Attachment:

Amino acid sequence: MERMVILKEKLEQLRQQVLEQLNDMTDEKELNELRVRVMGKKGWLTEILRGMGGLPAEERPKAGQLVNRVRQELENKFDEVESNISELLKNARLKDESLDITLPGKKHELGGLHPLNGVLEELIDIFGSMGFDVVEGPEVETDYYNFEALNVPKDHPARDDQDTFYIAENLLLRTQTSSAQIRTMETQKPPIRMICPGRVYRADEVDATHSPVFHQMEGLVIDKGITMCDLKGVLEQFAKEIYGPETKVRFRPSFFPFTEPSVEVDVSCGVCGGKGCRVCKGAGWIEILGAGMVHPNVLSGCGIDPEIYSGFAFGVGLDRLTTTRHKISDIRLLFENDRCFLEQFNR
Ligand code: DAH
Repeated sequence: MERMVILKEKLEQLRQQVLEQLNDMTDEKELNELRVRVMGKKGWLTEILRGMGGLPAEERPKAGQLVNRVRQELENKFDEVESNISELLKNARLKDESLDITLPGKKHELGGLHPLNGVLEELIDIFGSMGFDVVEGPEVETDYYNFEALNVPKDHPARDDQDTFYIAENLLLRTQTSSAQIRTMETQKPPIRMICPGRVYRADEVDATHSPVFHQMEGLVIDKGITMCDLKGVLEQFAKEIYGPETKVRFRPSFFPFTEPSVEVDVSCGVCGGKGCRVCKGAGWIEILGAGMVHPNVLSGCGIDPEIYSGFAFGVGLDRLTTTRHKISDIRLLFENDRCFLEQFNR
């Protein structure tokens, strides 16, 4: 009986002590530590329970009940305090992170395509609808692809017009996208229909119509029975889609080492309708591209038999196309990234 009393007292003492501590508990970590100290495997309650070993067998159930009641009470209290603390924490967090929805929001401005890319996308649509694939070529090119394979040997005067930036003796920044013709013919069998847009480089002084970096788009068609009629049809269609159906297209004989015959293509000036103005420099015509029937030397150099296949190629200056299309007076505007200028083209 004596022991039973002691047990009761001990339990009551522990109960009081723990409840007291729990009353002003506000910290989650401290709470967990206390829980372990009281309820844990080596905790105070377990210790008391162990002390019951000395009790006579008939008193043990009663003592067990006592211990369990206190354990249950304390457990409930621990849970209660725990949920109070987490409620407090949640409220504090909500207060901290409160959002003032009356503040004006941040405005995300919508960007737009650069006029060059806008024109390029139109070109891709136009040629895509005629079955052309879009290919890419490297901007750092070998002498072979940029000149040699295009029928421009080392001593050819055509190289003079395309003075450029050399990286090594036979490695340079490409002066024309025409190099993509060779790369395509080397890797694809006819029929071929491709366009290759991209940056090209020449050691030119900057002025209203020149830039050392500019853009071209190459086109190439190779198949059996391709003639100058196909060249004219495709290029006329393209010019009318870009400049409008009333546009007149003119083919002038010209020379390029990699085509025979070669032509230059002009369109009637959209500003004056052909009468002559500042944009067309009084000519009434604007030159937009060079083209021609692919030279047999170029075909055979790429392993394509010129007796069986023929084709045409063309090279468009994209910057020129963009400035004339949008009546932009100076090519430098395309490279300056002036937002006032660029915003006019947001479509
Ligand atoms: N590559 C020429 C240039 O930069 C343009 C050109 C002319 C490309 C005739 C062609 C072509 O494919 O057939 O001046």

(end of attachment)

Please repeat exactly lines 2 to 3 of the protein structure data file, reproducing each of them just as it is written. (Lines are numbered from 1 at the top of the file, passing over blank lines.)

Ligand code: DAH
Repeated sequence: MERMVILKEKLEQLRQQVLEQLNDMTDEKELNELRVRVMGKKGWLTEILRGMGGLPAEERPKAGQLVNRVRQELENKFDEVESNISELLKNARLKDESLDITLPGKKHELGGLHPLNGVLEELIDIFGSMGFDVVEGPEVETDYYNFEALNVPKDHPARDDQDTFYIAENLLLRTQTSSAQIRTMETQKPPIRMICPGRVYRADEVDATHSPVFHQMEGLVIDKGITMCDLKGVLEQFAKEIYGPETKVRFRPSFFPFTEPSVEVDVSCGVCGGKGCRVCKGAGWIEILGAGMVHPNVLSGCGIDPEIYSGFAFGVGLDRLTTTRHKISDIRLLFENDRCFLEQFNR